“More than Words”

The Upper Room devotional reflection for Saturday, January 15, 2022 comes to us from Mary Hunt Webb of New Mexico

24 Now Thomas (also known as Didymus ), one of the Twelve, was not with the disciples when Jesus came. 25 So the other disciples told him, “We have seen the Lord!” But he said to them, “Unless I see the nail marks in his hands and put my finger where the nails were, and put my hand into his side, I will not believe.” 26 A week later his disciples were in the house again, and Thomas was with them. Though the doors were locked, Jesus came and stood among them and said, “Peace be with you!” 27 Then he said to Thomas, “Put your finger here; see my hands. Reach out your hand and put it into my side. Stop doubting and believe.” 28 Thomas said to him, “My Lord and my God!” 29 Then Jesus told him, “Because you have seen me, you have believed; blessed are those who have not seen and yet have believed.”

John 20:24-29 NIV

“More than Words”

As our instructor talked on and on, I saw a classmate squirm in his seat. During a break, he explained, “Sitting and listening is so difficult for me. I prefer doing, touching, seeing, smelling, and even tasting. I’m an experiential learner.” While reading today’s scripture passage, I recalled that conversation and thought that Thomas must have been an experiential learner. Although traditionally he has been called “Doubting Thomas,” I think maybe Thomas processed information best by receiving it through a combination of senses. Perhaps the report from the other disciples didn’t involve enough of his senses for him to process that information easily. Only by hearing, seeing, and touching could Thomas accept Jesus’ resurrection.

That same hesitance to accept the gospel sometimes hinders us today. We may regard sermons as boring because words alone exclude the other senses. For some, Communion fills that void through touch and taste. Others enjoy children’s sermon that often involve multiple senses. When we are understanding of those who receive the gospel in different ways, we fulfill the charge in today’s quoted scripture. We may need their understanding of our differences too.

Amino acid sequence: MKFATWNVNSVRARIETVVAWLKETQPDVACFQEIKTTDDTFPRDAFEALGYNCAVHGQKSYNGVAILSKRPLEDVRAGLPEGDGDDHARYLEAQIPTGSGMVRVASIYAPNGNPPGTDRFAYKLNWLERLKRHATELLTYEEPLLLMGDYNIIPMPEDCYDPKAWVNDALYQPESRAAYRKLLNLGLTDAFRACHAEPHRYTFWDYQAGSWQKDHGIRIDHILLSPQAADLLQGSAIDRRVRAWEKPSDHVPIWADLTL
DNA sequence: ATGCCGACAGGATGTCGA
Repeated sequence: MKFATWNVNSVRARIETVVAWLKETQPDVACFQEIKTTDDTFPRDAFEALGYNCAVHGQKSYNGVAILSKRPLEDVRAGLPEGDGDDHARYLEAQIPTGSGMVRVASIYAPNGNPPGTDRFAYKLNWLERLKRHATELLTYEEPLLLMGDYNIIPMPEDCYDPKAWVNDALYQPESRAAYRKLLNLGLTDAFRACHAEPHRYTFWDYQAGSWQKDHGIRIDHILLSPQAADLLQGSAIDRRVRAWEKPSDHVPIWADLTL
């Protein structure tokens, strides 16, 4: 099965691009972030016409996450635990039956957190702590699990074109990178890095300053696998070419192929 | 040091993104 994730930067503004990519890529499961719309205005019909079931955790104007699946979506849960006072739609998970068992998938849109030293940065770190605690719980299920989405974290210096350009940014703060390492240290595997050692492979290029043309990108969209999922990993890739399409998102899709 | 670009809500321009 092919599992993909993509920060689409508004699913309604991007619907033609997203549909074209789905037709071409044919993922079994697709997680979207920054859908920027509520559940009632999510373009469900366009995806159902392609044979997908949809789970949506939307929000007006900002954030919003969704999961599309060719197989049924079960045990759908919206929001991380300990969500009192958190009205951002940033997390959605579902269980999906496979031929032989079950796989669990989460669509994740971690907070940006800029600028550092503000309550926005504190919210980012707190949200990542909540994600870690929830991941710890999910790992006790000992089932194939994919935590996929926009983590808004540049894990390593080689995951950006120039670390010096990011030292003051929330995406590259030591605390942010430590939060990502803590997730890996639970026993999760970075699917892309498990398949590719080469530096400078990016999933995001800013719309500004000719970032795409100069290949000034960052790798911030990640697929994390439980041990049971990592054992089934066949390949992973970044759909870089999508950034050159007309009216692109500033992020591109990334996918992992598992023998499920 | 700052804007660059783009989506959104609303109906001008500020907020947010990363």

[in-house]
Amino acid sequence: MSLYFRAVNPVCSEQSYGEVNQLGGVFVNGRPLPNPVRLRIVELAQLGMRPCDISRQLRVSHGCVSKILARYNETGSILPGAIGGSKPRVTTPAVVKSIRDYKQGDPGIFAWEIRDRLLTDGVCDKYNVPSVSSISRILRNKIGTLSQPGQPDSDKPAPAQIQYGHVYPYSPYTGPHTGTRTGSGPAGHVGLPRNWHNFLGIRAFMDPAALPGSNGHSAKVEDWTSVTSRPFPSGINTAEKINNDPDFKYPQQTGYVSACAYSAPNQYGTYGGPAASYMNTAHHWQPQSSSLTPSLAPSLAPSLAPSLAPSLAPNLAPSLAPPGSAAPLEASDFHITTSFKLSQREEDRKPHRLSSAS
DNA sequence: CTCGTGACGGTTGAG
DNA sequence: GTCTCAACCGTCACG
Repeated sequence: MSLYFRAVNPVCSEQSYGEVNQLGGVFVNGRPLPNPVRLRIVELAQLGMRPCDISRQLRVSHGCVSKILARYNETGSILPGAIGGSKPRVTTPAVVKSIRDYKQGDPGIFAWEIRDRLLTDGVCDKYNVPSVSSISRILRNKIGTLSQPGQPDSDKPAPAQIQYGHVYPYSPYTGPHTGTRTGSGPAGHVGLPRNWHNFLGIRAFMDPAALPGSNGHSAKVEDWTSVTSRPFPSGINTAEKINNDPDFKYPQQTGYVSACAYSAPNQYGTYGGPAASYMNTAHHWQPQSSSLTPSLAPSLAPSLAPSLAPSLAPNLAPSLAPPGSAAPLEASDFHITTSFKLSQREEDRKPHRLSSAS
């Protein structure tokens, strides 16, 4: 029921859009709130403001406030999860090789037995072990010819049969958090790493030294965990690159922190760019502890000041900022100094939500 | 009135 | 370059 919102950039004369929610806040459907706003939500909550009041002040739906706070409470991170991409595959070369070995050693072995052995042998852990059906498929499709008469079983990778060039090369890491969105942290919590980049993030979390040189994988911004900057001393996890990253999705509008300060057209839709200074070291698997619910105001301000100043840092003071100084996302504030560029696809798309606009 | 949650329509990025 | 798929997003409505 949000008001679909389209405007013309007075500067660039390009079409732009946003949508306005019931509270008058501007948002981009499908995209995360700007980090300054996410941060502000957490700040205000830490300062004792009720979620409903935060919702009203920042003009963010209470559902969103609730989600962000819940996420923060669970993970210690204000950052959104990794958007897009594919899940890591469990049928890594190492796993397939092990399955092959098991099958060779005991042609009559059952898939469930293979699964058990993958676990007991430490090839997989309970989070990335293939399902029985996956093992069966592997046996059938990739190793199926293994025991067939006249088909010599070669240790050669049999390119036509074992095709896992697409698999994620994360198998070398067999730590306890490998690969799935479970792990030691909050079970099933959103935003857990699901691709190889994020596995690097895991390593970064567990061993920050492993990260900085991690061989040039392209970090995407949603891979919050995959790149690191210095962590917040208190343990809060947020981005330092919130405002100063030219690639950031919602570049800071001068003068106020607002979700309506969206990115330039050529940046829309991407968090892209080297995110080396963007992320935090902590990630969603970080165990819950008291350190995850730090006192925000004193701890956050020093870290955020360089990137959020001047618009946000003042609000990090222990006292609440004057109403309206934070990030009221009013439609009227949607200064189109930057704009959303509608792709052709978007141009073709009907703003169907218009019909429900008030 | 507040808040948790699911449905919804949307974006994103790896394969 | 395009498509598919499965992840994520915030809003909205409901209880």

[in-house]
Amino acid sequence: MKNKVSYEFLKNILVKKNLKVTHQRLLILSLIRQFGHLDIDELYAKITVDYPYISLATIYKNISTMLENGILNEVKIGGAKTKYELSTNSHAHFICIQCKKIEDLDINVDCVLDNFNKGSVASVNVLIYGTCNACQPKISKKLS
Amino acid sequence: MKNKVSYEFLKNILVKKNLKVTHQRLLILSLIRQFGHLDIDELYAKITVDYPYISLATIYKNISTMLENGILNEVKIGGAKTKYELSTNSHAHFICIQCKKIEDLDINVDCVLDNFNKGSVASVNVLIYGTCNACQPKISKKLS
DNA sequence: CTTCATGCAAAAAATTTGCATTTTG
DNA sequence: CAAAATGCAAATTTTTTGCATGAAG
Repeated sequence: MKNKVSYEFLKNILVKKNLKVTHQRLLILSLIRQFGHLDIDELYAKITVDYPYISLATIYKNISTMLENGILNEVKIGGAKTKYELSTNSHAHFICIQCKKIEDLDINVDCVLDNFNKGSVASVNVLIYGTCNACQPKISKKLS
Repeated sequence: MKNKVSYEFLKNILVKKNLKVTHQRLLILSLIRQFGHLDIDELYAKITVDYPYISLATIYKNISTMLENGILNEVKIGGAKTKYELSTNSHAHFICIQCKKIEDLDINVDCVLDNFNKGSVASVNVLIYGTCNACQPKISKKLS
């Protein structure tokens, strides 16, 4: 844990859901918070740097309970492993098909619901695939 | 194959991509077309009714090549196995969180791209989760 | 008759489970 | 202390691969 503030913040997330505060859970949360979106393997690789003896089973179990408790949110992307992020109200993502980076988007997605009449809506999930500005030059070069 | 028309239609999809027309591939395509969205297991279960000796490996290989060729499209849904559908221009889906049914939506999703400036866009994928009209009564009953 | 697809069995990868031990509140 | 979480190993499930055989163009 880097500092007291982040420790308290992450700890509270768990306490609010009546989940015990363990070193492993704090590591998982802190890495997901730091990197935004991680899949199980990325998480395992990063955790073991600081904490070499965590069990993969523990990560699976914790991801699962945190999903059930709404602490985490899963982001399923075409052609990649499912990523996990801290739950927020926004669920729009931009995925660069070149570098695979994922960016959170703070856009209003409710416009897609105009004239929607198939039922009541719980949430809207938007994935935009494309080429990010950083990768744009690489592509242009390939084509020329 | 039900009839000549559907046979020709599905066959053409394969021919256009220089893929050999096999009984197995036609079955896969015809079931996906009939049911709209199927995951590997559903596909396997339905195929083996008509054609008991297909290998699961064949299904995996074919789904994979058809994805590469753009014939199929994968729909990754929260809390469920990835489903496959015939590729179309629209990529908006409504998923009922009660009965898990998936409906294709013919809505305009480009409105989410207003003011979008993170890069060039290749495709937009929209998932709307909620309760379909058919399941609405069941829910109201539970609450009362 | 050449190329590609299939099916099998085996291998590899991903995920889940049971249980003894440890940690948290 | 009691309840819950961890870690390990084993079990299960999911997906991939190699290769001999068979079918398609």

Friends –

Like Mary Hunt Webb’s friend, I am an experiential learner. I learn by “doing” and reflecting on experiences I encounter, either intentionally or accidentally. When considering Wesley’s theological quadrilateral (Scripture, Reason, Tradition, and Experience), I find that “Experience” is my favored path to faith and to being in relationship with God.

I love that our VBS asks children about their “God sightings”, those moments when they see or experience God in their world. I do appreciate other forms of learning and gathering information through them. But I do find that sometimes, especially in large meetings, I “hear” better if I have some crocheting or knitting to work on while I am listening. Whatever learning styles God has given to us, it is important to learn and respect the styles and perspectives of all of those around us.

--Pastor bea


Precious Lord, help us to be understanding of the unique ways each person receives your good news. In the name of Jesus. Amen.

--Mary Hunt Webb

Prayer Focus:

Experiential Learners

Thought for the Day:

Using all my senses can open me to God’s presence.


Be like-minded, be sympathetic, love one another, be compassionate and humble

1 Peter 3:8 (NIV)